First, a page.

I have been rather lazy with my blogging over the last fortnight because of the end of uni festivities but am ready to get back to it. With the World Cup just six days away I thought I would refrain from doing a post exclusively about that right now as it will no doubt consume most of my attention for the next month. Instead, I will look at a few stories from the past week or so and then dedicate future posts to the World Cup and the Three Lions.
Firstly, Bangladesh have travelled to England to take part in a two test series, the second of test of which is currently being played. England took the first test courtesy of a massive 226 runs from Jonathan Trott which helped the side towards a first innings total of 505. England made the Tigers follow-on thanks to some good bowling from the youngster Steven Finn. Two innings of 282 then 382 by the visitors left England with a second innings target of 160 which they comfortably achieved with eight wickets in hand to win the first test.
In the second test, which is currently in its second day, England stuttered to a respectable first innings total of 419 thanks, in large, to Ian Bell's score of 128. Bangladesh have a bright start to their innings as they currently stand on 106 without loss. With England playing less than convincing cricket in this brief test series they have come under inevitable criticism.
It appears that only a demolition of Bangladesh will do as any mistakes against the test minnows will be scrutinized and needlessly exaggerated. England are winning even if they are making relatively hard work of it. There are certainly concerns to be had as England will, of course, be facing far sterner tests ahead, namely the Ashes down under. I personally believe, however, that the current England squad have the ability and experience to raise their level of play when and where needed and thus the endless negativity surrounding this series seems unnecessary. Any positives are dismissed because of the level of the opposition whereas mistakes or under performers suffer the wrath of journalists ready to pounce upon any and all signs of weakness.
Last week in Paris Andy Murray was sent crashing out of the French Open in the fourth round after a straight sets defeat to Tomas Berdych. My last post was on the British number one's five set thriller against Richard Gasquet in the first round but this victory did little to spark a promising run in the tournament. Murray has been struggling to find his form on the clay and with the grass court season approaching the gaze of a nation will soon once again fall upon him. Murray was always going to struggle on clay but to lose in the manner he did was somewhat concerning. Perhaps the extra rest his early exit will have given him will have done him some good and he can now focus on retaining his title at Queens before Wimbledon.
Across the Atlantic, just briefly, the NBA Playoff Finals have gotten under-way as one of the great sporting rivals has been resumed once more. The LA Lakers are facing the Boston Celtics in the best of seven series and it was the Lakers who took the first game on Thursday night. The two franchises have delivered many memorable moments and this is a series well worth keeping an eye on.
I could not attempt my quick round-up of some of the bigger sporting stories over the last week or so without delving into the world of football. Benitez has left Liverpool, Walcott was left at home and Ferdinand left the hospital on crutches. News and stories have been flying around non-stop over the past week and it is impossible to comment on them all but these three were perhaps the biggest.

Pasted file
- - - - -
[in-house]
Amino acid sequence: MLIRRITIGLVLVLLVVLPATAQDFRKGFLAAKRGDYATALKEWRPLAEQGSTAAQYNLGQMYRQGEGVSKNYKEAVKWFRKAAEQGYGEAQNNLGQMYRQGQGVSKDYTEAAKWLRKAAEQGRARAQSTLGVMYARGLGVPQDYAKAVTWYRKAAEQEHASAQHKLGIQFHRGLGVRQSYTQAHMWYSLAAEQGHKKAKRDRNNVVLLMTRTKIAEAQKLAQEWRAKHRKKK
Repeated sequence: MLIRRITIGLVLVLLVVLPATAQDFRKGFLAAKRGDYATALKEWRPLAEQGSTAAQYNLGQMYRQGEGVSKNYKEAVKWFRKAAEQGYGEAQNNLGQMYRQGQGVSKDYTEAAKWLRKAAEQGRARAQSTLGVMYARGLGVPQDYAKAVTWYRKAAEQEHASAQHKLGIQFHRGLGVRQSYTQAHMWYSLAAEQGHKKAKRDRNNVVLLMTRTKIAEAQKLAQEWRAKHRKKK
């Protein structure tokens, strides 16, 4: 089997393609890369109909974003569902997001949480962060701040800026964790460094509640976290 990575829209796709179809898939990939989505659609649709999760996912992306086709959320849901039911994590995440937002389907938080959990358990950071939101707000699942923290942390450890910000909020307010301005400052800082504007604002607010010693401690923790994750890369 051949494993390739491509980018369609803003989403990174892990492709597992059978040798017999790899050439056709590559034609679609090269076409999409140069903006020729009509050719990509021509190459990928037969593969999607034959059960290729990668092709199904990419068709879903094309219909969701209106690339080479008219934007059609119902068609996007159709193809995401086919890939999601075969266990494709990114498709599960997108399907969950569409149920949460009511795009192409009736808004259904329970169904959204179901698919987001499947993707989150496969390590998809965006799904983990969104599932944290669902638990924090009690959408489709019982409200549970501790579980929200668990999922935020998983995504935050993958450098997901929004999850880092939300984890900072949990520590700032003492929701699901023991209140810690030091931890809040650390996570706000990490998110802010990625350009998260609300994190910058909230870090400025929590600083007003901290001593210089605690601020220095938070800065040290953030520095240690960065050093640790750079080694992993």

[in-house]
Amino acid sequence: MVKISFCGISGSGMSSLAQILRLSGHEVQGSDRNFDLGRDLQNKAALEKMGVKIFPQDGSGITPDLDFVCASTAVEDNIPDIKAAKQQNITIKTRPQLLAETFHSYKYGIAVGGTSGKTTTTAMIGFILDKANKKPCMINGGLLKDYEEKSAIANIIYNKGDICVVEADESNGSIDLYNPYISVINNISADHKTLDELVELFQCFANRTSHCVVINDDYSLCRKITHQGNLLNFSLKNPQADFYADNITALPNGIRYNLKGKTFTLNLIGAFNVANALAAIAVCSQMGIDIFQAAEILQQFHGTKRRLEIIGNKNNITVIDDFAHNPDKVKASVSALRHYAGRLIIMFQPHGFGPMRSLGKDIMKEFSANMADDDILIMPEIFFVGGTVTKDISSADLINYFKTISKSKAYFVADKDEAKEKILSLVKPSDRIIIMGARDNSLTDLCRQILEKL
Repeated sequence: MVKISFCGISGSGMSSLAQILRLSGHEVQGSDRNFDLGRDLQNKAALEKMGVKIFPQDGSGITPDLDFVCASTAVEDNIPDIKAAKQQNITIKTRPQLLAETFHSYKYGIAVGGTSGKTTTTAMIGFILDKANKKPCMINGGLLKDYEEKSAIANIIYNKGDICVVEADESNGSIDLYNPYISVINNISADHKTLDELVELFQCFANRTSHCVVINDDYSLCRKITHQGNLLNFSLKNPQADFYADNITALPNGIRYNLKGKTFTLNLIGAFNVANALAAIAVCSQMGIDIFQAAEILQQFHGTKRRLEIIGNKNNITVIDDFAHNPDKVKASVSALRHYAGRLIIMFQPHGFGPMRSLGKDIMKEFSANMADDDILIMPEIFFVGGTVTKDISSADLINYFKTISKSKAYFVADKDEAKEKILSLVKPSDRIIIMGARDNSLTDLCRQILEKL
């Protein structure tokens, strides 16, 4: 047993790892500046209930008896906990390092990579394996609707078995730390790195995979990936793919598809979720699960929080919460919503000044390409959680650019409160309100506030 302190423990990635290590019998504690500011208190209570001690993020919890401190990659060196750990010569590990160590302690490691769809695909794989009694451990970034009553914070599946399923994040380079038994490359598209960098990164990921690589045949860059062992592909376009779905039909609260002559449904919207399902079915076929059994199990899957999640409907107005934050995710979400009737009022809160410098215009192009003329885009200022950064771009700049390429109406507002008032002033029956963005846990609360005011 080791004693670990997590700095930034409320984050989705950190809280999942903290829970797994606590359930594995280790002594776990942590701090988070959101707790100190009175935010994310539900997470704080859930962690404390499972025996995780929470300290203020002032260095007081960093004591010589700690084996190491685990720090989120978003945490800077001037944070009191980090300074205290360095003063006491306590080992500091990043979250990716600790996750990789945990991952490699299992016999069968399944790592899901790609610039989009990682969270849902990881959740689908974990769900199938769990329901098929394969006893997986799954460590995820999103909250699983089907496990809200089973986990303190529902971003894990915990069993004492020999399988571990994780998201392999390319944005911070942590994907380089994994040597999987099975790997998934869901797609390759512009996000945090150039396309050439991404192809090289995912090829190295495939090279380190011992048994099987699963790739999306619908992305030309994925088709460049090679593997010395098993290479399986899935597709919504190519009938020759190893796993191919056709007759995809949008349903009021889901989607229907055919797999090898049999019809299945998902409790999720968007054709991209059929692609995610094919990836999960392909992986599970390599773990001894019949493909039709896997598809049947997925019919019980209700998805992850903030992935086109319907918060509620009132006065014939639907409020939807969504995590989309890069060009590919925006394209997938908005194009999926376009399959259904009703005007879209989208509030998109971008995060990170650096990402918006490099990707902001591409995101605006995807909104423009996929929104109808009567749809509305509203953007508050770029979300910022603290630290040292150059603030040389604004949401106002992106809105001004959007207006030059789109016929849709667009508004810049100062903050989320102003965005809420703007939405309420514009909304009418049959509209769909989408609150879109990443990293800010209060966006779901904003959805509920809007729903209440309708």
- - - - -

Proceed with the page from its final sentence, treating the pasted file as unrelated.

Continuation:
Capello's final 23 man squad was, for the most part, unsurprising. The only shock, in my eyes at least, was the exclusion of Theo Walcott for Wright-Phillips. Despite his hat-trick in the qualifier against Croatia Walcott misses out on a place in the squad as if in some form of cruel punishment for his pointless inclusion in the 2006 World Cup squad. Nevertheless, with Lennon likely to have the number seven shirt the choice between Wright-Phillips and Walcott as his deputy seems relatively inconsequential.
Benitez's exit from Anfield was as predictable as Capello's final squad. Rafa had been in charge for six years at Liverpool but his decline in the last season, in which they finished seventh, was a dramatic and, ultimately, a damning one. He failed to pay good value for money for any player other than Torres and despite leading the side to Champions League glory in only his second season he failed to fulfil the club's desire for domestic success. Names from across the footballing world will no doubt be linked with the job but with high expectations, a flawed squad, and little money to spend, it is not a role that is as tempting as it once was.
And finally, yesterday the all too familiar news came through that England's preparations for a major tournament had once again been hampered by an injury to a key player. Captain Rio Ferdinand injured his knee in the team's first training session in South Africa and will miss the entire World Cup. Tottenham's Michael Dawson has already been flown out to replace him while Gerrard will take the arm-band with Frank Lampard stepping into the role as vice-captain.
Ferdinand is unquestionably a loss the team could have done without and it will impact upon England's chances. Rio has been far from his best over the last two years, however, as he has suffered endless injury problems. The centre-back position is probably the one position in which we have real strength in depth but few bring the calming influence or reassuring experience that Ferdinand will have. Let's just hope that the rest of the team can remain healthy at least till they take to the field in a weeks time!
I think that is plenty for now but I will have a more comprehensive look at how the World Cup is shaping up in a few days time.
Thoughts, comments and opinions please...